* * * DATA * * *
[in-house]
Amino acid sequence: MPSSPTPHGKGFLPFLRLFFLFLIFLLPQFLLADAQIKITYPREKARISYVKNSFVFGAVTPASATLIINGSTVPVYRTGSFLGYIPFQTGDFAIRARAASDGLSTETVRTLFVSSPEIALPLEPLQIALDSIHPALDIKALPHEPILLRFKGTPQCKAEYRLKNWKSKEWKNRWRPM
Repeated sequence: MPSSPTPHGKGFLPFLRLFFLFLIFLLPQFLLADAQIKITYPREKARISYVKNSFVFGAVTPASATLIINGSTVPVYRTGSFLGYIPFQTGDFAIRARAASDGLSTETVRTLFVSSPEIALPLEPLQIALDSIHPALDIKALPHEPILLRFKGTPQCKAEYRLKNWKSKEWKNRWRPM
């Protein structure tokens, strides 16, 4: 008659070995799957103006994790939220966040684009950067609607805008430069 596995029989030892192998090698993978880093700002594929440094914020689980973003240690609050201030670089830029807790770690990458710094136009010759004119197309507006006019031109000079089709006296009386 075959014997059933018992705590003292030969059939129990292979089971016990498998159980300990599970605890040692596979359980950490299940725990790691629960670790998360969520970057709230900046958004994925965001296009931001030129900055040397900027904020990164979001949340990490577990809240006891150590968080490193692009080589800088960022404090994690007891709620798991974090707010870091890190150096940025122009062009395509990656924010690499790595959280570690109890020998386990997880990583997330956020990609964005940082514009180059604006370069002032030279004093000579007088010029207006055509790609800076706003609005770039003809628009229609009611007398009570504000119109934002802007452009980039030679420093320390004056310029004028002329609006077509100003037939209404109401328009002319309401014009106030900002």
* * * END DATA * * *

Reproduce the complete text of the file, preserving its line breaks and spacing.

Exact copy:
[in-house]
Amino acid sequence: MPSSPTPHGKGFLPFLRLFFLFLIFLLPQFLLADAQIKITYPREKARISYVKNSFVFGAVTPASATLIINGSTVPVYRTGSFLGYIPFQTGDFAIRARAASDGLSTETVRTLFVSSPEIALPLEPLQIALDSIHPALDIKALPHEPILLRFKGTPQCKAEYRLKNWKSKEWKNRWRPM
Repeated sequence: MPSSPTPHGKGFLPFLRLFFLFLIFLLPQFLLADAQIKITYPREKARISYVKNSFVFGAVTPASATLIINGSTVPVYRTGSFLGYIPFQTGDFAIRARAASDGLSTETVRTLFVSSPEIALPLEPLQIALDSIHPALDIKALPHEPILLRFKGTPQCKAEYRLKNWKSKEWKNRWRPM
């Protein structure tokens, strides 16, 4: 008659070995799957103006994790939220966040684009950067609607805008430069 596995029989030892192998090698993978880093700002594929440094914020689980973003240690609050201030670089830029807790770690990458710094136009010759004119197309507006006019031109000079089709006296009386 075959014997059933018992705590003292030969059939129990292979089971016990498998159980300990599970605890040692596979359980950490299940725990790691629960670790998360969520970057709230900046958004994925965001296009931001030129900055040397900027904020990164979001949340990490577990809240006891150590968080490193692009080589800088960022404090994690007891709620798991974090707010870091890190150096940025122009062009395509990656924010690499790595959280570690109890020998386990997880990583997330956020990609964005940082514009180059604006370069002032030279004093000579007088010029207006055509790609800076706003609005770039003809628009229609009611007398009570504000119109934002802007452009980039030679420093320390004056310029004028002329609006077509100003037939209404109401328009002319309401014009106030900002």